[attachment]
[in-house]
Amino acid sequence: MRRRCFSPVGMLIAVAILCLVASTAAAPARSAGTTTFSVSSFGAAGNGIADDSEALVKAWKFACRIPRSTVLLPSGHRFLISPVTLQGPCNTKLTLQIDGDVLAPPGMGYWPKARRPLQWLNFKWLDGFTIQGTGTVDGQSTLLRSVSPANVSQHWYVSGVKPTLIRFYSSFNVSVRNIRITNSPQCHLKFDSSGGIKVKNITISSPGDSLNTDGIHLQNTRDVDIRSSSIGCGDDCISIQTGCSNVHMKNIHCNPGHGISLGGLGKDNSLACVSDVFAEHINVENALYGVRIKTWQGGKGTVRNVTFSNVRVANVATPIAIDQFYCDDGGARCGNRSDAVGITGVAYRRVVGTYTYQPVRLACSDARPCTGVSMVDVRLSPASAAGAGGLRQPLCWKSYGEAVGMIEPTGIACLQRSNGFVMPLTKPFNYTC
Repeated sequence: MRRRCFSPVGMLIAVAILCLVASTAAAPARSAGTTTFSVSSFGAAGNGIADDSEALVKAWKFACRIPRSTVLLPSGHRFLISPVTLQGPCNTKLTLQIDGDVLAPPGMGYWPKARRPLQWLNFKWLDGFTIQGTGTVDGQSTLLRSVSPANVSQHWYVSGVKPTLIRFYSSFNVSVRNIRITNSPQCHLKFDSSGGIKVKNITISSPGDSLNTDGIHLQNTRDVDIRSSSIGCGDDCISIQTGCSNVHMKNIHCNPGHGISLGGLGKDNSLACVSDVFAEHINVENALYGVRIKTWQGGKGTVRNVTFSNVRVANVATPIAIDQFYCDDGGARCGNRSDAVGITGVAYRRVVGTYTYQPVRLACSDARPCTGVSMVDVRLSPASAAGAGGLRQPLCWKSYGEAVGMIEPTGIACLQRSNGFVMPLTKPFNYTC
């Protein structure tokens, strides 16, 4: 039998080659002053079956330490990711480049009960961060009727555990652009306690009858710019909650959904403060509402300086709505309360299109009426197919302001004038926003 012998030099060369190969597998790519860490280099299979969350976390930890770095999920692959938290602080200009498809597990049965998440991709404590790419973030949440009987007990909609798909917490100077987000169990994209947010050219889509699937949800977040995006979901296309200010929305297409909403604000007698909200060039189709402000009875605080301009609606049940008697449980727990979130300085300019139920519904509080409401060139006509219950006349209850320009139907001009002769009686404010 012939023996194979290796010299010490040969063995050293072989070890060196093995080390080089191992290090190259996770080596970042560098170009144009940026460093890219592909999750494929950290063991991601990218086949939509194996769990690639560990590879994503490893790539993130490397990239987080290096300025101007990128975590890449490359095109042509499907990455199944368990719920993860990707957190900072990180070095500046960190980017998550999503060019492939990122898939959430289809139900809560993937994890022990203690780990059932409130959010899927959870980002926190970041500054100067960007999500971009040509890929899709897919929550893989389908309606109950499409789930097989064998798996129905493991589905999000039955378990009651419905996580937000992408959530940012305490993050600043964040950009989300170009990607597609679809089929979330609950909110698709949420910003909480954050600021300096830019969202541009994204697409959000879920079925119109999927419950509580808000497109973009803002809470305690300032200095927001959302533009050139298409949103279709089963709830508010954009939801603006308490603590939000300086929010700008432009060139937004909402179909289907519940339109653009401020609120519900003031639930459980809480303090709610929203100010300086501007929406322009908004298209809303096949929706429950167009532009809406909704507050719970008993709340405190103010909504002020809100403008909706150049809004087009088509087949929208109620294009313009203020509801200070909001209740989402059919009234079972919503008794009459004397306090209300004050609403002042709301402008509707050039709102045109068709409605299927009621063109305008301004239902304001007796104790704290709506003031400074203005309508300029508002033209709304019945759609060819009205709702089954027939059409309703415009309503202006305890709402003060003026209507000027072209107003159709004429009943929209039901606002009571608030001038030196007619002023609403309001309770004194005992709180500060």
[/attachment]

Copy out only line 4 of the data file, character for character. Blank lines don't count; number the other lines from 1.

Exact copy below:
């Protein structure tokens, strides 16, 4: 039998080659002053079956330490990711480049009960961060009727555990652009306690009858710019909650959904403060509402300086709505309360299109009426197919302001004038926003 012998030099060369190969597998790519860490280099299979969350976390930890770095999920692959938290602080200009498809597990049965998440991709404590790419973030949440009987007990909609798909917490100077987000169990994209947010050219889509699937949800977040995006979901296309200010929305297409909403604000007698909200060039189709402000009875605080301009609606049940008697449980727990979130300085300019139920519904509080409401060139006509219950006349209850320009139907001009002769009686404010 012939023996194979290796010299010490040969063995050293072989070890060196093995080390080089191992290090190259996770080596970042560098170009144009940026460093890219592909999750494929950290063991991601990218086949939509194996769990690639560990590879994503490893790539993130490397990239987080290096300025101007990128975590890449490359095109042509499907990455199944368990719920993860990707957190900072990180070095500046960190980017998550999503060019492939990122898939959430289809139900809560993937994890022990203690780990059932409130959010899927959870980002926190970041500054100067960007999500971009040509890929899709897919929550893989389908309606109950499409789930097989064998798996129905493991589905999000039955378990009651419905996580937000992408959530940012305490993050600043964040950009989300170009990607597609679809089929979330609950909110698709949420910003909480954050600021300096830019969202541009994204697409959000879920079925119109999927419950509580808000497109973009803002809470305690300032200095927001959302533009050139298409949103279709089963709830508010954009939801603006308490603590939000300086929010700008432009060139937004909402179909289907519940339109653009401020609120519900003031639930459980809480303090709610929203100010300086501007929406322009908004298209809303096949929706429950167009532009809406909704507050719970008993709340405190103010909504002020809100403008909706150049809004087009088509087949929208109620294009313009203020509801200070909001209740989402059919009234079972919503008794009459004397306090209300004050609403002042709301402008509707050039709102045109068709409605299927009621063109305008301004239902304001007796104790704290709506003031400074203005309508300029508002033209709304019945759609060819009205709702089954027939059409309703415009309503202006305890709402003060003026209507000027072209107003159709004429009943929209039901606002009571608030001038030196007619002023609403309001309770004194005992709180500060």